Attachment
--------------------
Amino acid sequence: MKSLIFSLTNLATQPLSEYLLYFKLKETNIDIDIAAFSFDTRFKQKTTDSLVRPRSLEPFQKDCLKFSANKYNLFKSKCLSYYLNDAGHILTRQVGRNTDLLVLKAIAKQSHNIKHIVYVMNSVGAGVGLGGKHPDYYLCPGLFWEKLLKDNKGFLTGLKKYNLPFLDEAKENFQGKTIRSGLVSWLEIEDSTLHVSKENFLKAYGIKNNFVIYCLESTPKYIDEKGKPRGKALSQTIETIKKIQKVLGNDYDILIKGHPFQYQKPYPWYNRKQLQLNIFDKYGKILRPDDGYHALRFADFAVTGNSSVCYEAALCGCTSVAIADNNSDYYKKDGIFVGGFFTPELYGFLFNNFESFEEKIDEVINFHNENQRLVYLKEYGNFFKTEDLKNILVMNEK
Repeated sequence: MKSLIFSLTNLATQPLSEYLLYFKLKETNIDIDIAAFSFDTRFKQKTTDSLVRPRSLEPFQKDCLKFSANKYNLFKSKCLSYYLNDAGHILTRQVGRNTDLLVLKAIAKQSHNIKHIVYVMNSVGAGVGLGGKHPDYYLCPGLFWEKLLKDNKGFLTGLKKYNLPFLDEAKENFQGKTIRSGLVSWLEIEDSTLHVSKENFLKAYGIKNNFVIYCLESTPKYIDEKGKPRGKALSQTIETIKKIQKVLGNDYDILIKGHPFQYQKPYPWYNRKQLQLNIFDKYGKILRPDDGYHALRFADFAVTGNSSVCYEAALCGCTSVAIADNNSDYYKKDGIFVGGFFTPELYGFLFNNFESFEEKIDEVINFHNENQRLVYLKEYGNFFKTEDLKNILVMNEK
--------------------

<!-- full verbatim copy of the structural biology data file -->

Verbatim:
Amino acid sequence: MKSLIFSLTNLATQPLSEYLLYFKLKETNIDIDIAAFSFDTRFKQKTTDSLVRPRSLEPFQKDCLKFSANKYNLFKSKCLSYYLNDAGHILTRQVGRNTDLLVLKAIAKQSHNIKHIVYVMNSVGAGVGLGGKHPDYYLCPGLFWEKLLKDNKGFLTGLKKYNLPFLDEAKENFQGKTIRSGLVSWLEIEDSTLHVSKENFLKAYGIKNNFVIYCLESTPKYIDEKGKPRGKALSQTIETIKKIQKVLGNDYDILIKGHPFQYQKPYPWYNRKQLQLNIFDKYGKILRPDDGYHALRFADFAVTGNSSVCYEAALCGCTSVAIADNNSDYYKKDGIFVGGFFTPELYGFLFNNFESFEEKIDEVINFHNENQRLVYLKEYGNFFKTEDLKNILVMNEK
Repeated sequence: MKSLIFSLTNLATQPLSEYLLYFKLKETNIDIDIAAFSFDTRFKQKTTDSLVRPRSLEPFQKDCLKFSANKYNLFKSKCLSYYLNDAGHILTRQVGRNTDLLVLKAIAKQSHNIKHIVYVMNSVGAGVGLGGKHPDYYLCPGLFWEKLLKDNKGFLTGLKKYNLPFLDEAKENFQGKTIRSGLVSWLEIEDSTLHVSKENFLKAYGIKNNFVIYCLESTPKYIDEKGKPRGKALSQTIETIKKIQKVLGNDYDILIKGHPFQYQKPYPWYNRKQLQLNIFDKYGKILRPDDGYHALRFADFAVTGNSSVCYEAALCGCTSVAIADNNSDYYKKDGIFVGGFFTPELYGFLFNNFESFEEKIDEVINFHNENQRLVYLKEYGNFFKTEDLKNILVMNEK